Equitable access to healthcare for refugees and asylum seekers

Proposer:

Tham Hui Ying

Affiliations:

Asylum Access Malaysia

Policy Code:

2f3 Refugees and undocumented

Problem Statement / Issue:

A lack of legal status results in arrest and detention for immigration offences when accessing healthcare. A Ministry of Health Directive (Circular No 10/2001) states that government healthcare staff are to report undocumented persons seeking treatment. Within the Covid-19 response, refugees, and asylum seekers were also arrested and detained after testing and treatment. Although documented refugees and asylum seekers are given a 50% discount from the foreigners’ rate, the overall fees for foreigners were doubled in 2016 resulting in the cost of healthcare services being inaccessible. Refugees and asylum seekers also lack access to insurance coverage. Women face barriers to accessing pre- and post-natal care particularly in places of detention and due to fear of arrest and detention. Children face challenges in accessing immunization as non-Malaysian children are charged RM80 under the 2014 Fees Order. Children also miss primary age immunization as they do not have access to national schools.

Value(s) and Belief(s):

As part of commitments under SDG Goal No 3, Malaysia pledged to ensure inequities in access to healthcare for the most vulnerable are reduced and universal health coverage is achieved for all. Malaysia must uphold its international obligations and pledge to leave “no one behind” in the public health response.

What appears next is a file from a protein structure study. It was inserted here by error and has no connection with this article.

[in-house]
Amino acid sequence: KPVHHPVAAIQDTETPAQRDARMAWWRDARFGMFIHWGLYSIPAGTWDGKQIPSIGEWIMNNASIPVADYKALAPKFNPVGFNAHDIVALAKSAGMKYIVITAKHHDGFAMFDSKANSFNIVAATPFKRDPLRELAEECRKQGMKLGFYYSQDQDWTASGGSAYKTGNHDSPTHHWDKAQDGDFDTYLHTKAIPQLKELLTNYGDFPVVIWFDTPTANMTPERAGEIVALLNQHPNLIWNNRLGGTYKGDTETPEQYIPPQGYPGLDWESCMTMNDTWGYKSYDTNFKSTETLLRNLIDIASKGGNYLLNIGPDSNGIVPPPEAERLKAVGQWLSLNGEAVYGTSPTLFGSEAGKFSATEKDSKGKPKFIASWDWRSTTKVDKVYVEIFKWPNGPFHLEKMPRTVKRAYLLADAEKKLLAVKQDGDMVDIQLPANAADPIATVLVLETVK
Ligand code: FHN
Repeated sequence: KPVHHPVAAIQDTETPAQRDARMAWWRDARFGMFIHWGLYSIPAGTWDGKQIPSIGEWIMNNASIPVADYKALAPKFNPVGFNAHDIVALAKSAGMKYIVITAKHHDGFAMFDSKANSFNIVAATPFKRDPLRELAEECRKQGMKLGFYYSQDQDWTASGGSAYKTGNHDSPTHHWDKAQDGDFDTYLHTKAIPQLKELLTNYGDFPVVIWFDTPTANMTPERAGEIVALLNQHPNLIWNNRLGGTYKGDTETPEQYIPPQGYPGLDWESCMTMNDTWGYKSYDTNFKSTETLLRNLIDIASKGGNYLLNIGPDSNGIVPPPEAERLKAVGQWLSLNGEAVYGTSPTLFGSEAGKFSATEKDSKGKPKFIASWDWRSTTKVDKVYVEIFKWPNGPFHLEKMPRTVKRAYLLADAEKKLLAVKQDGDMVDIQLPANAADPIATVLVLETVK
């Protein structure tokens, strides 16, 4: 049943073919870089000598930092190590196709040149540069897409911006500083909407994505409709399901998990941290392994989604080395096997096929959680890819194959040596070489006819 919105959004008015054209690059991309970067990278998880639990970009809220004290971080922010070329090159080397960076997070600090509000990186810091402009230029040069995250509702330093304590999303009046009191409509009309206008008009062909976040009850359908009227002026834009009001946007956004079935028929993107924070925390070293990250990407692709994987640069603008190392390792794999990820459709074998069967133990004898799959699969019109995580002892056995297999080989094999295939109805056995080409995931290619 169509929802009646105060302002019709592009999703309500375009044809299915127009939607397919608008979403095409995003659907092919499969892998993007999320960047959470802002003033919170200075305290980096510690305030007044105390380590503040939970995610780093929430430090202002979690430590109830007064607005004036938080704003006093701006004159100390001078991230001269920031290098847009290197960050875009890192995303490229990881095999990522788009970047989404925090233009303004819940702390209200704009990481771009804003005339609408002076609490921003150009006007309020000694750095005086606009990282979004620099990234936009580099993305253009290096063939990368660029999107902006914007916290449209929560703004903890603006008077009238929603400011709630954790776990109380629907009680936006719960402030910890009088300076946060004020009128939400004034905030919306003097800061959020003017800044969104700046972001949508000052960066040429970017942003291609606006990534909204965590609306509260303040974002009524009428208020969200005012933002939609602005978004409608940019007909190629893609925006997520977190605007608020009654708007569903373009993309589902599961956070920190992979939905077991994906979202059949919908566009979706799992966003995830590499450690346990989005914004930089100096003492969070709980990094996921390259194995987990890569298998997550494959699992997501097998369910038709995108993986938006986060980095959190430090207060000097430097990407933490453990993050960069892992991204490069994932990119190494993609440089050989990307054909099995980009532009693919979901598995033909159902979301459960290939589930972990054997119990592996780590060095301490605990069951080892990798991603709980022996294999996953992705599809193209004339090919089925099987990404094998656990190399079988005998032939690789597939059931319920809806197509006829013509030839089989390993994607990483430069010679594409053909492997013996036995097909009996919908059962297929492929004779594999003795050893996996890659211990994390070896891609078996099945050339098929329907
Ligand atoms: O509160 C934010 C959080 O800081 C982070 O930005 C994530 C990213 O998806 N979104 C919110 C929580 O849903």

Proposal of Solution and Call to Action:

1. Repeal MoH Circular No 10/2001, and any other subsequent Circular(s) with obligations on healthcare providers to identify and report undocumented patients seeking treatment to law enforcement authorities.
2. Introduce a firewall (a separation) between healthcare providers and immigration and security enforcement. Take necessary steps to ensure firewalls are respected.
3. Initiate a sustainable, and comprehensive health-financing scheme within the public health system for refugees and asylum-seekers with the aim to reduce the cost barrier, promote self-reliance, and improve universal health coverage.
4. Implement a public health response that is inclusive and regardless of legal status. Particularly within the Covid-19 response, ensure safe access to vaccinations, testing, and treatment for refugees and asylum seekers without reprisal.
5. In collaboration with civil society and refugee-led organizations, increase healthcare providers capacity to provide translation and interpretation services, and health education to increase health literacy, and enhance understanding of healthcare providers of the vulnerabilities, challenges, needs of refugees and asylum seekers.
6. Strengthen implementation of health policies and guidelines in all places of detention to ensure persons detained have adequate and prompt access to medical care when needed.
7. Amend the Fee Order to ensure that non-Malaysian children have access to free vaccinations.

Translation

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